The crystal really is like a heavy flywheel. If you suddenly disconnect the drive, the signal will take thousands of cycles to die away. When you turn the oscillator on, it takes thousands of cycles to start, slowly building up amplitude. This is why your processor has an "oscillator startup timer"
A crystal will convert electrical energy to mechanical energy and vice versa. It is able to do this efficiently when driven with a sinusoidal waveform of a particular frequency. Driving it with anything else will result in it converting a larger fraction of the applied energy into heat or mechanical degradation.
While it would be possible for a processor to output a square wave to the crystal, this would result in the crystal generating more heat and being subject to more stress than driving it with something closer to a sinusoidal waveform. Further, if the purpose of a pin is to serve as the output of a crystal oscillator, a small transistor which isn't strong enough to force the voltage on the pin to change instantly may be quite cheap compared with a transistor that's powerful enough to forcibly drive a square wave.
Note, incidentally, that in most cases the processor won't be putting much power into the crystal, and the sinusoidal shape isn't dominated by the energy that's flowing from the processor into the crystal, but rather by the energy that's repeatedly flowing from the crystal into the attached caps and back again.
Even though the signal is a sine wave, the pin has an threshold voltage. Below this threshold it will be a 0, and above it will read a 1. This is usually a consequence of internal circuitry.
Above threshold, the pin will register a 1. The pin has a range of voltages which it can function regularly in, so even if the voltage of a '1' changes, say from 3.31 to 3.35 volts, during the peak of the sine wave, it will operate in the desired way.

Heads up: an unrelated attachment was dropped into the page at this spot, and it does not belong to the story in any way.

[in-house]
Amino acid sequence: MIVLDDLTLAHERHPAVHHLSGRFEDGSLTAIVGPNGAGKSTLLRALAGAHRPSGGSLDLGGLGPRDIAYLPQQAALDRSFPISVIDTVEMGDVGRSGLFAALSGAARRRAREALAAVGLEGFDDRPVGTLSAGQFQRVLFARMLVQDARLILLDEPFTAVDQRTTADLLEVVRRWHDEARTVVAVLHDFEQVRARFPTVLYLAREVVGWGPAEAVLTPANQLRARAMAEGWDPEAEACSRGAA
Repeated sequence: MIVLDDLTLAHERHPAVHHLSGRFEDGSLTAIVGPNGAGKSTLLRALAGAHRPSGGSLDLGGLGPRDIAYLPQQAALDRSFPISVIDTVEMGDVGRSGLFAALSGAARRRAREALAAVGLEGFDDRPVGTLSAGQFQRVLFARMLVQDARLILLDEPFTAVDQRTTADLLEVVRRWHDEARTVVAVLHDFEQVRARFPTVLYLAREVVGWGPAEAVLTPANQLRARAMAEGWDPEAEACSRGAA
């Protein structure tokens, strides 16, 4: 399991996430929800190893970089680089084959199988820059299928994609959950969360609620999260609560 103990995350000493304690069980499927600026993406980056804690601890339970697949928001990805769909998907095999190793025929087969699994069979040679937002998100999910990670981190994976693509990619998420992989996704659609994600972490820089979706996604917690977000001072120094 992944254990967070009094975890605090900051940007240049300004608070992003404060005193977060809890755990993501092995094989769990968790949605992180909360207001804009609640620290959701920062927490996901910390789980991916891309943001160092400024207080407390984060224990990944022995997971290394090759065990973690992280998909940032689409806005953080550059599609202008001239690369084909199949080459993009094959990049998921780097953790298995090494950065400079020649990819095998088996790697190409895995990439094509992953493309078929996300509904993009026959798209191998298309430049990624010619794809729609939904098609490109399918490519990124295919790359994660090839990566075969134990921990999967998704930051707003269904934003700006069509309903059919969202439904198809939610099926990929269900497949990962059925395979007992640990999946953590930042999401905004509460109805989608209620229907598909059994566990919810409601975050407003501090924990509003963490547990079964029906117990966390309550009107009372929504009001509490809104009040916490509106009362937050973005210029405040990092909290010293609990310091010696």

So, the pin goes from functioning as a 0 to functioning as a 1, even though the actual voltage varies slightly. Of course, too much voltage and it will begin operating in unexpected ways, usually damaging the chip.
The crystal is used as a very high Q narrow band pass filter with an 180 deg phase shift the inverter will force it to oscillate to saturation of a logic level square wave.
So the inverter input is a sine wave as a result of filtering out all the harmonics of the square wave.
That sine wave, having a finite and easily computed slope, along with some noise floor in the internal circuitry that DOES square up the resonator signal, cause a predictable phase noise or time jitter.
Use the formula
Tjitter = Vnoise / SlewRate
to predict the timing wander of this clock source.
Beware that any other circuits will only further add jitter. Use the same formula.
Assume your sine-to-square circuit has 10 kohm Rnoise. This is 12 nanovolts/rtHz thermal random/Johnson/Boltsmann noise density. If bandwidth is 100 MHz, the total input noise voltage is 12 nV * sqrt(100 MHz) = 12 nV * 10^4 = 120 microvolts RMS.
Assume the crystal frequency is 10 MHz, with +-1 volt peak sine amplitude. The slew rate is 1 V * 6.28 * 10 MHz = 63 volts/µs.
What is the edge jitter? Tj = Vnoise / SlewRate
Tj = 120 microvolts / (63 volts/µs) = 2 picoseconds.